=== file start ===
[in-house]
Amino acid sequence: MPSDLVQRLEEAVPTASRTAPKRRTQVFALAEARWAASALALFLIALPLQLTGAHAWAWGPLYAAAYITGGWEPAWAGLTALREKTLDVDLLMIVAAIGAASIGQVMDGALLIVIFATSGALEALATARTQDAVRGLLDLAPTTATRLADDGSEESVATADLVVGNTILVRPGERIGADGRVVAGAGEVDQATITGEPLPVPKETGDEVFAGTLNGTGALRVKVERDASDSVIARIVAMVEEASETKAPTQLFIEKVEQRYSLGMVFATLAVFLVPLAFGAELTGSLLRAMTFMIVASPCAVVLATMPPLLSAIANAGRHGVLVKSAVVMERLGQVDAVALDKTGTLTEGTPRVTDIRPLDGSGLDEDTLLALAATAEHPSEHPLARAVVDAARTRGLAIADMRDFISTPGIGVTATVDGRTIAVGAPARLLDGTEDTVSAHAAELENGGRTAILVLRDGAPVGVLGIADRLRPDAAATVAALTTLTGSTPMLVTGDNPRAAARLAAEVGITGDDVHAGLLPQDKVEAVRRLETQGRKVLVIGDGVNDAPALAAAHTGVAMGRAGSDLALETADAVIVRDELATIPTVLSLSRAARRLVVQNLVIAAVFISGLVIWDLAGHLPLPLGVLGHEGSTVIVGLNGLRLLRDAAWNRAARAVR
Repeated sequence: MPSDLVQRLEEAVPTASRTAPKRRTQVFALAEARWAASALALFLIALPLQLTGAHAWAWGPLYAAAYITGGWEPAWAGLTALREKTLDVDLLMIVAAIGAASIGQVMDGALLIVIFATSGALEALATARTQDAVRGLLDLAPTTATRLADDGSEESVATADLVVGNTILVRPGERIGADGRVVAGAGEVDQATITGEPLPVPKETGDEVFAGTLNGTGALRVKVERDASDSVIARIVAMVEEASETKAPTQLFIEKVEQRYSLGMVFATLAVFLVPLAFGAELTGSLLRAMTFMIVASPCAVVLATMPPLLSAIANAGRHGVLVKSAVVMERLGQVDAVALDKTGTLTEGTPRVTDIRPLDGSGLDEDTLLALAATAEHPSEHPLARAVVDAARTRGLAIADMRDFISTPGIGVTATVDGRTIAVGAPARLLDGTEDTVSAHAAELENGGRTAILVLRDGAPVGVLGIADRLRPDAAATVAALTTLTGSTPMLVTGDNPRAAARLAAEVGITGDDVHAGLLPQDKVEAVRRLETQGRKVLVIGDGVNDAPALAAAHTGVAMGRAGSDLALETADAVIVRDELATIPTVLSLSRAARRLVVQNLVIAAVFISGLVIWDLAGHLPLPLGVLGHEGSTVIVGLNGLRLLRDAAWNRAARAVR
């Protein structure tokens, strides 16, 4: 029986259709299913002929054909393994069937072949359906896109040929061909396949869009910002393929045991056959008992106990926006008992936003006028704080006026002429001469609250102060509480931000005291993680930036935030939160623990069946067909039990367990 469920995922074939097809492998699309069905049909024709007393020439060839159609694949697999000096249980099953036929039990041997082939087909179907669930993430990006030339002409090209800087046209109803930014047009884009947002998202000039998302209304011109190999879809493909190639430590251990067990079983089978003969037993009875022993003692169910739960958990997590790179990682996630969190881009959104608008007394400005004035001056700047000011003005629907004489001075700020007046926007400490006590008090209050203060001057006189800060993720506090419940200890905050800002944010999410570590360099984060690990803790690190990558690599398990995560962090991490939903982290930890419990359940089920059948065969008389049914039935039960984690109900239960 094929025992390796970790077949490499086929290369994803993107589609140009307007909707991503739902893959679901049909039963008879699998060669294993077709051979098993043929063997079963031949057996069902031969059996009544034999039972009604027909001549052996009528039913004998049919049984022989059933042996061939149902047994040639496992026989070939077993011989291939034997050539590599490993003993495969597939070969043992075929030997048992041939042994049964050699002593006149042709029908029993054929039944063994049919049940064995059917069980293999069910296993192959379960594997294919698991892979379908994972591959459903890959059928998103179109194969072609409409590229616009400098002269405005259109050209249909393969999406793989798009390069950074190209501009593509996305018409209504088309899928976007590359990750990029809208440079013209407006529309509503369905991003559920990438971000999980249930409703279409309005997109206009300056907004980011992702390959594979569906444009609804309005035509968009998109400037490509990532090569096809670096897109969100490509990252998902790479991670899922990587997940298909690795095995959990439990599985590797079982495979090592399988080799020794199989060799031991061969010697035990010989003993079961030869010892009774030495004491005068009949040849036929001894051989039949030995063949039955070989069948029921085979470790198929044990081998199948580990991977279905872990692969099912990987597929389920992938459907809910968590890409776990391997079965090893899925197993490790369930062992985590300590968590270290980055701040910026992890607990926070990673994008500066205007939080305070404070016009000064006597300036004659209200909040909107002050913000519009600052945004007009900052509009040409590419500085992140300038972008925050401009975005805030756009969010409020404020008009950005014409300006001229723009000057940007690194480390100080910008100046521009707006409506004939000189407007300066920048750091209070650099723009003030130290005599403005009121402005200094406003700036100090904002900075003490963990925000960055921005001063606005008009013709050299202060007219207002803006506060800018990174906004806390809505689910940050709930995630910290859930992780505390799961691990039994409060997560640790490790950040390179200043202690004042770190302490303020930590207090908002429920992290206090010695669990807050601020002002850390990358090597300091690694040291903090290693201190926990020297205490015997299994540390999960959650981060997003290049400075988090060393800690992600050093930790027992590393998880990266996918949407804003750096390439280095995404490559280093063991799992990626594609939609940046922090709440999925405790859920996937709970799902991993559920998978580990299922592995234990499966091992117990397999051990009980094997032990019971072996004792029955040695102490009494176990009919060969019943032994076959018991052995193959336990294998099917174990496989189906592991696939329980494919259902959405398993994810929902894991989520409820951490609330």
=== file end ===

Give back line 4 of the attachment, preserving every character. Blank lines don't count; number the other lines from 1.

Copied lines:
């Protein structure tokens, strides 16, 4: 029986259709299913002929054909393994069937072949359906896109040929061909396949869009910002393929045991056959008992106990926006008992936003006028704080006026002429001469609250102060509480931000005291993680930036935030939160623990069946067909039990367990 469920995922074939097809492998699309069905049909024709007393020439060839159609694949697999000096249980099953036929039990041997082939087909179907669930993430990006030339002409090209800087046209109803930014047009884009947002998202000039998302209304011109190999879809493909190639430590251990067990079983089978003969037993009875022993003692169910739960958990997590790179990682996630969190881009959104608008007394400005004035001056700047000011003005629907004489001075700020007046926007400490006590008090209050203060001057006189800060993720506090419940200890905050800002944010999410570590360099984060690990803790690190990558690599398990995560962090991490939903982290930890419990359940089920059948065969008389049914039935039960984690109900239960 094929025992390796970790077949490499086929290369994803993107589609140009307007909707991503739902893959679901049909039963008879699998060669294993077709051979098993043929063997079963031949057996069902031969059996009544034999039972009604027909001549052996009528039913004998049919049984022989059933042996061939149902047994040639496992026989070939077993011989291939034997050539590599490993003993495969597939070969043992075929030997048992041939042994049964050699002593006149042709029908029993054929039944063994049919049940064995059917069980293999069910296993192959379960594997294919698991892979379908994972591959459903890959059928998103179109194969072609409409590229616009400098002269405005259109050209249909393969999406793989798009390069950074190209501009593509996305018409209504088309899928976007590359990750990029809208440079013209407006529309509503369905991003559920990438971000999980249930409703279409309005997109206009300056907004980011992702390959594979569906444009609804309005035509968009998109400037490509990532090569096809670096897109969100490509990252998902790479991670899922990587997940298909690795095995959990439990599985590797079982495979090592399988080799020794199989060799031991061969010697035990010989003993079961030869010892009774030495004491005068009949040849036929001894051989039949030995063949039955070989069948029921085979470790198929044990081998199948580990991977279905872990692969099912990987597929389920992938459907809910968590890409776990391997079965090893899925197993490790369930062992985590300590968590270290980055701040910026992890607990926070990673994008500066205007939080305070404070016009000064006597300036004659209200909040909107002050913000519009600052945004007009900052509009040409590419500085992140300038972008925050401009975005805030756009969010409020404020008009950005014409300006001229723009000057940007690194480390100080910008100046521009707006409506004939000189407007300066920048750091209070650099723009003030130290005599403005009121402005200094406003700036100090904002900075003490963990925000960055921005001063606005008009013709050299202060007219207002803006506060800018990174906004806390809505689910940050709930995630910290859930992780505390799961691990039994409060997560640790490790950040390179200043202690004042770190302490303020930590207090908002429920992290206090010695669990807050601020002002850390990358090597300091690694040291903090290693201190926990020297205490015997299994540390999960959650981060997003290049400075988090060393800690992600050093930790027992590393998880990266996918949407804003750096390439280095995404490559280093063991799992990626594609939609940046922090709440999925405790859920996937709970799902991993559920998978580990299922592995234990499966091992117990397999051990009980094997032990019971072996004792029955040695102490009494176990009919060969019943032994076959018991052995193959336990294998099917174990496989189906592991696939329980494919259902959405398993994810929902894991989520409820951490609330």